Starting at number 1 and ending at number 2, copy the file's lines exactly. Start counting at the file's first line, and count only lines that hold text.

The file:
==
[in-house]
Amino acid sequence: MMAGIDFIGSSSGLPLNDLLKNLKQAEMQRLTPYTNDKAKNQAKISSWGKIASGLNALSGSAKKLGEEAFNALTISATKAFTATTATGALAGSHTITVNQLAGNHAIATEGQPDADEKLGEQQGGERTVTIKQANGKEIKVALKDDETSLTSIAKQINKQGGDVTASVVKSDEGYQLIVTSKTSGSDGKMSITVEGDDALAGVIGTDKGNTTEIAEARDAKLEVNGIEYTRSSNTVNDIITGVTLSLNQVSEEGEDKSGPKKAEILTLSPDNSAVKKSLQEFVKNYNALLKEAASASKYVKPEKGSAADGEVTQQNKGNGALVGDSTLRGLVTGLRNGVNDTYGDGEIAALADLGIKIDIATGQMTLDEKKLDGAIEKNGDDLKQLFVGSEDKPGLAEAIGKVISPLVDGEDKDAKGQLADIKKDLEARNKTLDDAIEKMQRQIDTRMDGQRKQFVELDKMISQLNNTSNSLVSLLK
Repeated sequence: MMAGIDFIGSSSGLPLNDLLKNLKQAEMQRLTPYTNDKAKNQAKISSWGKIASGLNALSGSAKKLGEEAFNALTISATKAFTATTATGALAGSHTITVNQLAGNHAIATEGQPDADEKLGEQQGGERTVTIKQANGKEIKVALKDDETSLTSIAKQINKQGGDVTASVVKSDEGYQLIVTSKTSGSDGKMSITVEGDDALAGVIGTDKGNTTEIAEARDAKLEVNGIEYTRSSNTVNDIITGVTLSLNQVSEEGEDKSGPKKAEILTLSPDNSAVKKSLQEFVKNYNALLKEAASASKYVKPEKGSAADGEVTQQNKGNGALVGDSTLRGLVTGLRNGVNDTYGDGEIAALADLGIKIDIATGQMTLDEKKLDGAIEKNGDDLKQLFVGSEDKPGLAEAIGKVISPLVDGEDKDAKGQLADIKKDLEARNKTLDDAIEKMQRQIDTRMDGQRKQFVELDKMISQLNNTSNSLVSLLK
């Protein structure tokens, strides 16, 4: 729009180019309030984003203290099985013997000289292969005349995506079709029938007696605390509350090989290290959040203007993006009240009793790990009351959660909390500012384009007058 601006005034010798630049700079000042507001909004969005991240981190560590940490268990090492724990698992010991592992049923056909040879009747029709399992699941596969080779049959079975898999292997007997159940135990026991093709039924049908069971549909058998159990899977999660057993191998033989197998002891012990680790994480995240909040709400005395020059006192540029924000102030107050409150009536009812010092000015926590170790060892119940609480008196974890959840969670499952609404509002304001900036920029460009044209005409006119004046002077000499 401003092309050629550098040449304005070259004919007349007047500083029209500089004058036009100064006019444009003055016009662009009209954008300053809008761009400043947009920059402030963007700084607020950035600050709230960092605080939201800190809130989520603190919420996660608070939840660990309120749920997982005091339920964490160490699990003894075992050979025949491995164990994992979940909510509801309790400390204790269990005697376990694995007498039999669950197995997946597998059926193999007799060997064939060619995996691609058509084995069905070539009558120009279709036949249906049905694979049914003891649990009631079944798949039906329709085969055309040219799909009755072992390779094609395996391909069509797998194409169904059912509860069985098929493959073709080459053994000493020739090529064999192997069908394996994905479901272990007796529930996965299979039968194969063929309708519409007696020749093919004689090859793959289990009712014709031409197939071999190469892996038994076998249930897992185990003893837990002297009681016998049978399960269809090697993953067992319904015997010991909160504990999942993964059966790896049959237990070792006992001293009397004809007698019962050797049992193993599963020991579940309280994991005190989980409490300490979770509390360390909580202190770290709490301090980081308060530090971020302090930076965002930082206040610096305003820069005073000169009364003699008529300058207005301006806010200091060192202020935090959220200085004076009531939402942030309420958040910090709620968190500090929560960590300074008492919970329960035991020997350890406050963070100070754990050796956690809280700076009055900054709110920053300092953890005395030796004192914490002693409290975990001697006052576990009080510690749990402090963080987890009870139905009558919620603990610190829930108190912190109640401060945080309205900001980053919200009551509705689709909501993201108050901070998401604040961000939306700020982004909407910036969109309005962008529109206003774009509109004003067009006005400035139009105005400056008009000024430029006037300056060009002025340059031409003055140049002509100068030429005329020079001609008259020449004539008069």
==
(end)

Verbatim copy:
[in-house]
Amino acid sequence: MMAGIDFIGSSSGLPLNDLLKNLKQAEMQRLTPYTNDKAKNQAKISSWGKIASGLNALSGSAKKLGEEAFNALTISATKAFTATTATGALAGSHTITVNQLAGNHAIATEGQPDADEKLGEQQGGERTVTIKQANGKEIKVALKDDETSLTSIAKQINKQGGDVTASVVKSDEGYQLIVTSKTSGSDGKMSITVEGDDALAGVIGTDKGNTTEIAEARDAKLEVNGIEYTRSSNTVNDIITGVTLSLNQVSEEGEDKSGPKKAEILTLSPDNSAVKKSLQEFVKNYNALLKEAASASKYVKPEKGSAADGEVTQQNKGNGALVGDSTLRGLVTGLRNGVNDTYGDGEIAALADLGIKIDIATGQMTLDEKKLDGAIEKNGDDLKQLFVGSEDKPGLAEAIGKVISPLVDGEDKDAKGQLADIKKDLEARNKTLDDAIEKMQRQIDTRMDGQRKQFVELDKMISQLNNTSNSLVSLLK